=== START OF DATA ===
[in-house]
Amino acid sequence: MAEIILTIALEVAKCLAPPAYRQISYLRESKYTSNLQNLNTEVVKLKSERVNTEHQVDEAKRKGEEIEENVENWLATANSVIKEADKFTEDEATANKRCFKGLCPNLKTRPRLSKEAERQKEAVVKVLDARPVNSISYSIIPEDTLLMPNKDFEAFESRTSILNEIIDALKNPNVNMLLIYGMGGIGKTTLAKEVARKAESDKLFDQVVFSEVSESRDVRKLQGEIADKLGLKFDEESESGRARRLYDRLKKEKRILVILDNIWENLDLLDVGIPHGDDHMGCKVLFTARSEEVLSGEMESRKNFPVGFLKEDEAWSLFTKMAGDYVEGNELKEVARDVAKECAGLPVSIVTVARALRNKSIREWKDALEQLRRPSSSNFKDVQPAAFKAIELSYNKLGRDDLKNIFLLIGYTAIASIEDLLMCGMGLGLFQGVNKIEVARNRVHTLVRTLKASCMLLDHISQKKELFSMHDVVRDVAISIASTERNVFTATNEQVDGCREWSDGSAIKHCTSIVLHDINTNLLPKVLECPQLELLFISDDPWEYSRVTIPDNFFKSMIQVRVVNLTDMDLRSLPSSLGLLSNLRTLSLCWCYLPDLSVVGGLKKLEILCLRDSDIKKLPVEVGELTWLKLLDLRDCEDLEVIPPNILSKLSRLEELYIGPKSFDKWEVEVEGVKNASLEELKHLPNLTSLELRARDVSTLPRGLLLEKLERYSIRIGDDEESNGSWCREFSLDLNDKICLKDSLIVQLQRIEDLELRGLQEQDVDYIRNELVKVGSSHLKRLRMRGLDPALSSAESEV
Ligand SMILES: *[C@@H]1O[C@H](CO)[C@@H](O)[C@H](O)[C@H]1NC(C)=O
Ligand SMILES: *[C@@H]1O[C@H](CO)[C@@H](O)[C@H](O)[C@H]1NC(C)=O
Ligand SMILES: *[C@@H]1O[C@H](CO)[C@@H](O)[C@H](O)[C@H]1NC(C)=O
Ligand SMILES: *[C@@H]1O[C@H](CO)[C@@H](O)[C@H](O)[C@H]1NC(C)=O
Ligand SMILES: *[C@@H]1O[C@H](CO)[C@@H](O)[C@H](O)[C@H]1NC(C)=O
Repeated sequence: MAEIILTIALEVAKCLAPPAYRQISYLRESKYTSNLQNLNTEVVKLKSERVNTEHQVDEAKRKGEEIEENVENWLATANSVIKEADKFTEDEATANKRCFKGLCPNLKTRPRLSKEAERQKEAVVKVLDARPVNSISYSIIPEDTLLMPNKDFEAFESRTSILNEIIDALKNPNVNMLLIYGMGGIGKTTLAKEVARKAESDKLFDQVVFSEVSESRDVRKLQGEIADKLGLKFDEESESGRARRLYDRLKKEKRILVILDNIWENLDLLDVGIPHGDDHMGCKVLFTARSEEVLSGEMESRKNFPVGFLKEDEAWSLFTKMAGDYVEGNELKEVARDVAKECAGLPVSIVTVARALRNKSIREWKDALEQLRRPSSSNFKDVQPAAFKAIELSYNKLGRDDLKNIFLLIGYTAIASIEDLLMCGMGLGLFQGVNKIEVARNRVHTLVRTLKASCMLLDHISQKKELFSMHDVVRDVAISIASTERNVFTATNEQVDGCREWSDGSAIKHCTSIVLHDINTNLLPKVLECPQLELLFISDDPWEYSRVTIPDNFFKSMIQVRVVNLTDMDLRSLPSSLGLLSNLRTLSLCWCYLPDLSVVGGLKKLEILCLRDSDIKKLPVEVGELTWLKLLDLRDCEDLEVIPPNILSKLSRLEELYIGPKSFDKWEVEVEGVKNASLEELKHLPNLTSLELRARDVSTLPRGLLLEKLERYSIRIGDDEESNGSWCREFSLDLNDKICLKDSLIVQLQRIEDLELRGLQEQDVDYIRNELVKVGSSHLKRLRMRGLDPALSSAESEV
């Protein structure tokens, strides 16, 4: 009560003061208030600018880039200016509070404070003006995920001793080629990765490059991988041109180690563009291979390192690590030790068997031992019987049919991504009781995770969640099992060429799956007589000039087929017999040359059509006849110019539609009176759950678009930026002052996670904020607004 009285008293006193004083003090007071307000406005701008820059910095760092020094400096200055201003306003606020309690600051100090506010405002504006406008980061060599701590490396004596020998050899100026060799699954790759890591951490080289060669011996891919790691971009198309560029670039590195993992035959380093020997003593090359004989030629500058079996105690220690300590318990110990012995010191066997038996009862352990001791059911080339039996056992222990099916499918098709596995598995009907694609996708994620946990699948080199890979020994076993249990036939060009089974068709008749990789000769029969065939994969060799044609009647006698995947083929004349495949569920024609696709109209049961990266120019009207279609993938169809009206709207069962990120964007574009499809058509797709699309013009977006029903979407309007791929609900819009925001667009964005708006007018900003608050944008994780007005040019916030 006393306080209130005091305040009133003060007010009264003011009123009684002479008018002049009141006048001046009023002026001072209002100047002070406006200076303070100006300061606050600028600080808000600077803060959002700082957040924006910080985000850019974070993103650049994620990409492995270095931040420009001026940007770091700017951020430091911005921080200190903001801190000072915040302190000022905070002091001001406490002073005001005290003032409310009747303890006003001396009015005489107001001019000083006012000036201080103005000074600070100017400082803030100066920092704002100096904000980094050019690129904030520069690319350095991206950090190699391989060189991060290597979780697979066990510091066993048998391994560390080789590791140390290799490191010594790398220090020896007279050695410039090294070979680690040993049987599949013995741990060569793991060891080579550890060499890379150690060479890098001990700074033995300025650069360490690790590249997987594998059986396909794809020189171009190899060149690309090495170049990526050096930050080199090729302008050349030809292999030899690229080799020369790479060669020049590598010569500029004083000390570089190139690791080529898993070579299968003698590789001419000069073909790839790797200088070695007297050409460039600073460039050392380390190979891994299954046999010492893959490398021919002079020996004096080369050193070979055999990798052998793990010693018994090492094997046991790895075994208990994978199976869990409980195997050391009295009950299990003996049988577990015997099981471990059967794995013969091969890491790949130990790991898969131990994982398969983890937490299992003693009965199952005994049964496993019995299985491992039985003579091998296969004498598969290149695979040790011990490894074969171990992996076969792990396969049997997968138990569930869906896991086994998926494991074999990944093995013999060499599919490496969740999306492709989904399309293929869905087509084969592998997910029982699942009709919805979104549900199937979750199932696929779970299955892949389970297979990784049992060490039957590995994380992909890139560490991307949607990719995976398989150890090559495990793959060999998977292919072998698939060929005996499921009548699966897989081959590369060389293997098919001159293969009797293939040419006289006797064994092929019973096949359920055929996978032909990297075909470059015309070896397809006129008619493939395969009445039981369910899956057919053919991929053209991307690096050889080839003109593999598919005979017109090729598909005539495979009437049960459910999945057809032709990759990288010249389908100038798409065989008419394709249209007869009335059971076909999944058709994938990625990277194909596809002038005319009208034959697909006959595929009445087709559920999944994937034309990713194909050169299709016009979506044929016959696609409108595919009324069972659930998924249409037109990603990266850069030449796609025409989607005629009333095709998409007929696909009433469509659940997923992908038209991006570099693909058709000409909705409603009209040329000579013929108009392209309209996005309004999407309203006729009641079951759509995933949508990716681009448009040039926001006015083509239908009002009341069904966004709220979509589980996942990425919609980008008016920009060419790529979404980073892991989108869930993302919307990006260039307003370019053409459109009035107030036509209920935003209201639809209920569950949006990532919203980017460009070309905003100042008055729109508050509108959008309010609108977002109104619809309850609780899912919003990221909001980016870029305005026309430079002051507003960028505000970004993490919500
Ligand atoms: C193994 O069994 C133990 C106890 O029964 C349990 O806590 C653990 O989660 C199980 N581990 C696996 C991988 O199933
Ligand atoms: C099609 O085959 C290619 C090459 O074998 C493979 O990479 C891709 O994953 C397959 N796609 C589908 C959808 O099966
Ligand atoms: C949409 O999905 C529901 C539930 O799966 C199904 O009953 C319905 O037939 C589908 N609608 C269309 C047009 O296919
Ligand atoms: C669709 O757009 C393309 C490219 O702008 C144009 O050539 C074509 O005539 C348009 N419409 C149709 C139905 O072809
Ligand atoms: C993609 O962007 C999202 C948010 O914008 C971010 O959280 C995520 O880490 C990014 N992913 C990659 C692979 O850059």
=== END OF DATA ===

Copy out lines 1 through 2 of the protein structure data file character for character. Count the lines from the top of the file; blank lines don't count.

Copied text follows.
[in-house]
Amino acid sequence: MAEIILTIALEVAKCLAPPAYRQISYLRESKYTSNLQNLNTEVVKLKSERVNTEHQVDEAKRKGEEIEENVENWLATANSVIKEADKFTEDEATANKRCFKGLCPNLKTRPRLSKEAERQKEAVVKVLDARPVNSISYSIIPEDTLLMPNKDFEAFESRTSILNEIIDALKNPNVNMLLIYGMGGIGKTTLAKEVARKAESDKLFDQVVFSEVSESRDVRKLQGEIADKLGLKFDEESESGRARRLYDRLKKEKRILVILDNIWENLDLLDVGIPHGDDHMGCKVLFTARSEEVLSGEMESRKNFPVGFLKEDEAWSLFTKMAGDYVEGNELKEVARDVAKECAGLPVSIVTVARALRNKSIREWKDALEQLRRPSSSNFKDVQPAAFKAIELSYNKLGRDDLKNIFLLIGYTAIASIEDLLMCGMGLGLFQGVNKIEVARNRVHTLVRTLKASCMLLDHISQKKELFSMHDVVRDVAISIASTERNVFTATNEQVDGCREWSDGSAIKHCTSIVLHDINTNLLPKVLECPQLELLFISDDPWEYSRVTIPDNFFKSMIQVRVVNLTDMDLRSLPSSLGLLSNLRTLSLCWCYLPDLSVVGGLKKLEILCLRDSDIKKLPVEVGELTWLKLLDLRDCEDLEVIPPNILSKLSRLEELYIGPKSFDKWEVEVEGVKNASLEELKHLPNLTSLELRARDVSTLPRGLLLEKLERYSIRIGDDEESNGSWCREFSLDLNDKICLKDSLIVQLQRIEDLELRGLQEQDVDYIRNELVKVGSSHLKRLRMRGLDPALSSAESEV